When protons or ions collide with targets or each other, they produce lots of new particles. Some of these are wanted, some are unwanted, but whatever their desired status – they need to be well understood. Neutrons, which belong to these products, are a particular challenge. Their characteristics such as their energy, direction and number are a pain to measure, but knowing them well brings many advantages to various branches of science and its applications. A novel experimental approach based on a new neutron spectrometer recently tested by members of the Laboratory for High-Energy Physics at the University of Bern in collaboration with Politecnico di Milano and its spin-off company Raylab yields promising results that appear to be even more versatile than expected.
“Neutrons are strange animals,” says the University of Bern’s Saverio Braccini. Their behaviour and characteristics dramatically depend on their production circumstances; every detail of the nuclear reaction with which they are produced as well as the materials in the environment have an influence on their energy, direction and number and, consequently, the way they interact with matter. “The situation is often so complicated that they discourage almost everybody to study them,” Braccini says. A method that would reliably tell scientists what kind of neutrons they are dealing with would make many scientists’ lives easier. The good news is that this method and an appropriate instrument seems to exist. Based on a new compact neutron spectrometer developed by Raylab, a spin-off company from the Politecnico di Milano in Italy, a novel experimental approach to precisely assess neutron fields in a wide energy range was recently tested by members of Braccini’s group at the University of Bern in collaboration with Politecnico di Milano and Raylab.
But first things first – why is it important to know all these details about the neutrons so well? It’s also a question of impact on humans. Neutrons make things radioactive, posing a danger to people and causing damage in materials. Knowing exactly what radioactive dose they produce, for example as secondary particles produced in proton therapy, helps to adjust the treatment to the patient; knowing the damage they cause in materials (for example particle detectors) helps to correctly estimate the material’s lifetime and possibly improve it, and knowing how much radioactivity they produce in accelerator facilities helps to safely dispose of parts when the accelerator is decommissioned.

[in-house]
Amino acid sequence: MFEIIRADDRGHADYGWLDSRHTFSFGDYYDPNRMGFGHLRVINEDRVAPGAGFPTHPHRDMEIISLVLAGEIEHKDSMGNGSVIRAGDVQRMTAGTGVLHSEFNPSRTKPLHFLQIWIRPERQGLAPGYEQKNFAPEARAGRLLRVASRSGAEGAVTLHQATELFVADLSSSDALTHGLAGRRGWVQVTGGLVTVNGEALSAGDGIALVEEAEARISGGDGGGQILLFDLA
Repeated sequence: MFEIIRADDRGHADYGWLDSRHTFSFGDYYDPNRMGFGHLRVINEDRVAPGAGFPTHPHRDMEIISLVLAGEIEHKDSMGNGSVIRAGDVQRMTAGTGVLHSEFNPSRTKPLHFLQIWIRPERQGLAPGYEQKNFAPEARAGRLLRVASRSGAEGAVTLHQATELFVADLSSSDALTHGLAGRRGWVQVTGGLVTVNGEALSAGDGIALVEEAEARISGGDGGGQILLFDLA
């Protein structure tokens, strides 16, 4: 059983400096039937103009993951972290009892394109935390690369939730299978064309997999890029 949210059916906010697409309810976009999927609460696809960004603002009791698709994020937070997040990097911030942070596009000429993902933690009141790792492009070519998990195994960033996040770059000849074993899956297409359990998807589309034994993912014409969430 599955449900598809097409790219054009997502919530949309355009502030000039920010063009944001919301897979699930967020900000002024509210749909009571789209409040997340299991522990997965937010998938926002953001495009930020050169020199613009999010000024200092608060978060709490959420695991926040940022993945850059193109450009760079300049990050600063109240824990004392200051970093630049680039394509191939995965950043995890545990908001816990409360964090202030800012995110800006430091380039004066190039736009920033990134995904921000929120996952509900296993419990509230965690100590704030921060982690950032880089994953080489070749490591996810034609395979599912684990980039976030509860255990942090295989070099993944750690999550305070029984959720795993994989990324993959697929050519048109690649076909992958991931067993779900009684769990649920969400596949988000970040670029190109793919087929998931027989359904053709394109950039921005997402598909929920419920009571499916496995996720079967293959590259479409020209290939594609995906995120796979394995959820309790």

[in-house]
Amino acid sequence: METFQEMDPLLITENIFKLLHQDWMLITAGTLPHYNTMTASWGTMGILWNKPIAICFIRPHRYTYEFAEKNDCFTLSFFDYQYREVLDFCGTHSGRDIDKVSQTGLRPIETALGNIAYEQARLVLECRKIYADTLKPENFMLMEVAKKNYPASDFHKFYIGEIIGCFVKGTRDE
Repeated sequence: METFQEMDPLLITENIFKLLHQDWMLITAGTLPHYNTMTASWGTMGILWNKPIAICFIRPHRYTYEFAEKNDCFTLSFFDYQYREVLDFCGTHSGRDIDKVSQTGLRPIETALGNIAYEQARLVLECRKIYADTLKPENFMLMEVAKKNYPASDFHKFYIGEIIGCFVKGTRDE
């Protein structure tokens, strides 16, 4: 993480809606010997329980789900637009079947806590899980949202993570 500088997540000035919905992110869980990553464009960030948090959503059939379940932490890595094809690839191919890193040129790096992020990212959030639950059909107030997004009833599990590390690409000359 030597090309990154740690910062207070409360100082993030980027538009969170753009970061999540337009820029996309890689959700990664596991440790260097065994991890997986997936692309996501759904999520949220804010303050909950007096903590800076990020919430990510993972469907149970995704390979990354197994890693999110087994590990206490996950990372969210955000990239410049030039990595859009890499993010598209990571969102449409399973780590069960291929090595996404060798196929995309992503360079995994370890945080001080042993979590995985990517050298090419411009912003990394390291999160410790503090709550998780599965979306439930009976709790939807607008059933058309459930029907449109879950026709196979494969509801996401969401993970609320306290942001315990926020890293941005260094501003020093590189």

The new instrument is not only called DIAMON (“Direction-aware Isotropic and Active neutron MONitor with spectrometric capabilities“), it also has the rough shape of a cut diamond. Its semiconductor-based sensors measure neutron spectra, the directions of the particles and the field quantities in real time using a special code, potentially replacing the traditional complex and time-consuming methods of spectrometers and time-of-flights measurements. It was tested with the medical cyclotron at Bern at low energies and at the CERF facility at CERN (“CERN-EU high-energy Reference Field“) at high energies. Both facilities provide neutron fields, making it possible to compare the data from DIAMON with the reference and simulations. The explored energy range is so big that “it virtually spans two planets”, as Braccini describes it.
This versatility and ease of use opens doors to a range of applications. A long-term goal is the production of a fully characterised neutron beam using a medical cyclotron that can be used to study nuclear reactions, for the production of radionuclides for diagnostics and therapy (theragnostics) in particular. They could allow to cure certain types of cancers that cannot be treated in other ways. Particle physics also benefits from controlled neutron beams: in some particularly harsh environments, scientists need to make sure that their sensitive equipment can withstand the high levels of radiation they are exposed to. Irradiating prototypes with a well-understood neutron beam can simulate years of exposure, making it possible to predict and alleviate future damage. This would ideally complement the already ongoing radiation hardness studies with proton beams at the Bern medical cyclotron.